Singularity and High Performance Computing

High Performance Computing resources fill an important role in research computing and can support container execution through runtimes such as Singularity or, hopefully soon, rootless Docker, among other options.

Conducting analyses on HPC clusters happens through different patterns of interaction than running analyses on a cloud VM. When you login, you are on a node that is shared with lots of people, typically called the “login node”. Trying to run jobs on the login node is not “high performance” at all (and will likely get you an admonishing email from the system administrator). Login nodes are intended to be used for moving files, editing files, and launching jobs.

Importantly, most jobs run on an HPC cluster are neither interactive, nor realtime. When you submit a job to the scheduler, you must tell it what resources you need (e.g. how many nodes, how much RAM, what type of nodes, and for how long) in addition to what you want to run. Then the scheduler finally has resources matching your requirements, it runs the job for you. If your request is very large, or very long, you may never make it out of the queue.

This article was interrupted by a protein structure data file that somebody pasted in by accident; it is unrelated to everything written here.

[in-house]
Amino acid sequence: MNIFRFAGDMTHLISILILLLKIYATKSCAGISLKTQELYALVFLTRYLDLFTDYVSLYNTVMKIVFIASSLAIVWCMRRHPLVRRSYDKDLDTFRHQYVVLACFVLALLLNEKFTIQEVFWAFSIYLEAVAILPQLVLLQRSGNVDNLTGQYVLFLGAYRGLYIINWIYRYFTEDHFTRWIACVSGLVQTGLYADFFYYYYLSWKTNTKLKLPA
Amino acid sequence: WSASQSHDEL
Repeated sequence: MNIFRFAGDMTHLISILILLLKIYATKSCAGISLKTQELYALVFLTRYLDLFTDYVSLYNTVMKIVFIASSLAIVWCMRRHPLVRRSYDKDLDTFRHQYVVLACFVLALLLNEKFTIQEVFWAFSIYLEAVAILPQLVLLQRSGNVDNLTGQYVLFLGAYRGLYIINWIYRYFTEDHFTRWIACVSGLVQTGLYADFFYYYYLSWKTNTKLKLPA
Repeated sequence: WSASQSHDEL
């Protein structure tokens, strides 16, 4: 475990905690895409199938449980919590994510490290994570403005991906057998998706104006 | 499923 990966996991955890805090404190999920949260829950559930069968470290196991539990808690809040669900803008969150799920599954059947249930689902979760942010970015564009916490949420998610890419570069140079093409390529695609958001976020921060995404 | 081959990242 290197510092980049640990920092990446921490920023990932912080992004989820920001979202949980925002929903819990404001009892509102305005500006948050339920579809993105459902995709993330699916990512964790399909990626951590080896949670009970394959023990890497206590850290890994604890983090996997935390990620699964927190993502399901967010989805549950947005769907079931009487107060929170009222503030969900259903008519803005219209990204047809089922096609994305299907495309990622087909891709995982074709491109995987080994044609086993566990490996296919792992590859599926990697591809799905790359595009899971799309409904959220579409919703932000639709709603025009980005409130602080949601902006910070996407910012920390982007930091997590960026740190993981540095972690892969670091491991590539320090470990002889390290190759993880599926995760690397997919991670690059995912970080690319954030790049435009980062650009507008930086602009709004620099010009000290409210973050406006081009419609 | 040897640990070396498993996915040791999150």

For example, on a VM if you run the command:

singularity exec docker://python:latest /usr/local/bin/python

The container will immediately start.

On an HPC system, your job submission script would look something like:

#SBATCH -J myjob                      # Job name
#SBATCH -o output.%j                  # Name of stdout output file (%j expands to jobId)
#SBATCH -p development                # Queue name
#SBATCH -N 1                          # Total number of nodes requested (68 cores/node)
#SBATCH -n 17                         # Total number of mpi tasks requested
#SBATCH -t 02:00:00                   # Run time (hh:mm:ss) - 4 hours

module load singularity/3/3.1
singularity exec docker://python:latest /usr/local/bin/python